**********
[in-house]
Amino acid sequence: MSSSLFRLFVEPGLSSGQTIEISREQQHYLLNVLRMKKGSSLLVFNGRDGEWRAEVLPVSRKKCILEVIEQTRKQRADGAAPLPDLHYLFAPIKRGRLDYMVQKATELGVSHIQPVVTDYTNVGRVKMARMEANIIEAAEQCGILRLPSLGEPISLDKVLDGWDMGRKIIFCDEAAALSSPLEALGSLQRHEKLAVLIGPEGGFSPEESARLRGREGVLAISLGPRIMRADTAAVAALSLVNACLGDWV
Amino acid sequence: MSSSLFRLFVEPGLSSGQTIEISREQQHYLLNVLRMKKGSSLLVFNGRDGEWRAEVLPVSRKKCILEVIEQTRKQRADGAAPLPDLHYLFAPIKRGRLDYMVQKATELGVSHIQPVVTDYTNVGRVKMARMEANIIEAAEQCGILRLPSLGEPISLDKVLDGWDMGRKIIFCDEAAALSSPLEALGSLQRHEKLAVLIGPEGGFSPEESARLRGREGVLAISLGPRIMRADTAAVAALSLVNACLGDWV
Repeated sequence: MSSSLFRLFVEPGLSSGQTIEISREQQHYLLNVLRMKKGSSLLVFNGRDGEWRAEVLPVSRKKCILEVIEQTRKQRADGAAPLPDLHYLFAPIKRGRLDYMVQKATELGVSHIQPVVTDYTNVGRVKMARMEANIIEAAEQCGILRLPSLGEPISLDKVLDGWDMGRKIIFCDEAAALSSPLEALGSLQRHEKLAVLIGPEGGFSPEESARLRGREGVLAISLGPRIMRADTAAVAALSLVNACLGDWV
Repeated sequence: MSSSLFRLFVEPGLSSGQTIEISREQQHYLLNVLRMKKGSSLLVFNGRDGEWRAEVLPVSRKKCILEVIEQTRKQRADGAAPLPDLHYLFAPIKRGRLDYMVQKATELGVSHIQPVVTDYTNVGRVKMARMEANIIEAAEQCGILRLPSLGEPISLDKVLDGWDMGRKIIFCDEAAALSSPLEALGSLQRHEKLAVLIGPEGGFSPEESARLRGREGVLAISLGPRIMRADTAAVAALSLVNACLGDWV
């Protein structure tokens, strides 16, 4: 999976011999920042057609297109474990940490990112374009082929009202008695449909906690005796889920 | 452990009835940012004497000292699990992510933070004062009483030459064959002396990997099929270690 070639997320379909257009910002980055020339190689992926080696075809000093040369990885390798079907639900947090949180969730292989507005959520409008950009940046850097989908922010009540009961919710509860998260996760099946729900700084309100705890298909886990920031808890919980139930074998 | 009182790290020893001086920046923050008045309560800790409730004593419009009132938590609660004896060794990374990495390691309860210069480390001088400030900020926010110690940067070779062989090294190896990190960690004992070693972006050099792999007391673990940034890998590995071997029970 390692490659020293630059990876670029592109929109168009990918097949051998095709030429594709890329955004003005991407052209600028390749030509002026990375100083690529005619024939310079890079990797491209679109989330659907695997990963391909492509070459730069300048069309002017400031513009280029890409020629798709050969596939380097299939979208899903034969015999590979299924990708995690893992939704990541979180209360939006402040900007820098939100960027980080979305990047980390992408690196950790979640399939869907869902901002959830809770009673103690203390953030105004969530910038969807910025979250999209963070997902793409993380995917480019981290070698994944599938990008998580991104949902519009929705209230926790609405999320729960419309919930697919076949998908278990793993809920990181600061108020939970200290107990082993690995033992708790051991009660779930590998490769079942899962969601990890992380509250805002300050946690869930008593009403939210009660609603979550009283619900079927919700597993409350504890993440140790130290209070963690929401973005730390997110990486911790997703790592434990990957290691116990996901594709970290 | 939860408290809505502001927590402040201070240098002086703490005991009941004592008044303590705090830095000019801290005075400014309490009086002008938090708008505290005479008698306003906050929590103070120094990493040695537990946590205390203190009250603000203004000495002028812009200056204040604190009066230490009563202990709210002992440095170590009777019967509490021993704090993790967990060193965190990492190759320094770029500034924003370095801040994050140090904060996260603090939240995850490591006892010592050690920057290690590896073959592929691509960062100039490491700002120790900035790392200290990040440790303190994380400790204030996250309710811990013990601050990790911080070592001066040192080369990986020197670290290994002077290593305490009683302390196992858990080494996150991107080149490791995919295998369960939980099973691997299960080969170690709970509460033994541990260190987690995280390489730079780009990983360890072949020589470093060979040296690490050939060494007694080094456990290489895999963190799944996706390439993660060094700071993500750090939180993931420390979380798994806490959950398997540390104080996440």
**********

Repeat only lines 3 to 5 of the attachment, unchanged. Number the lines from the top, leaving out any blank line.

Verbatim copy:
Amino acid sequence: MSSSLFRLFVEPGLSSGQTIEISREQQHYLLNVLRMKKGSSLLVFNGRDGEWRAEVLPVSRKKCILEVIEQTRKQRADGAAPLPDLHYLFAPIKRGRLDYMVQKATELGVSHIQPVVTDYTNVGRVKMARMEANIIEAAEQCGILRLPSLGEPISLDKVLDGWDMGRKIIFCDEAAALSSPLEALGSLQRHEKLAVLIGPEGGFSPEESARLRGREGVLAISLGPRIMRADTAAVAALSLVNACLGDWV
Repeated sequence: MSSSLFRLFVEPGLSSGQTIEISREQQHYLLNVLRMKKGSSLLVFNGRDGEWRAEVLPVSRKKCILEVIEQTRKQRADGAAPLPDLHYLFAPIKRGRLDYMVQKATELGVSHIQPVVTDYTNVGRVKMARMEANIIEAAEQCGILRLPSLGEPISLDKVLDGWDMGRKIIFCDEAAALSSPLEALGSLQRHEKLAVLIGPEGGFSPEESARLRGREGVLAISLGPRIMRADTAAVAALSLVNACLGDWV
Repeated sequence: MSSSLFRLFVEPGLSSGQTIEISREQQHYLLNVLRMKKGSSLLVFNGRDGEWRAEVLPVSRKKCILEVIEQTRKQRADGAAPLPDLHYLFAPIKRGRLDYMVQKATELGVSHIQPVVTDYTNVGRVKMARMEANIIEAAEQCGILRLPSLGEPISLDKVLDGWDMGRKIIFCDEAAALSSPLEALGSLQRHEKLAVLIGPEGGFSPEESARLRGREGVLAISLGPRIMRADTAAVAALSLVNACLGDWV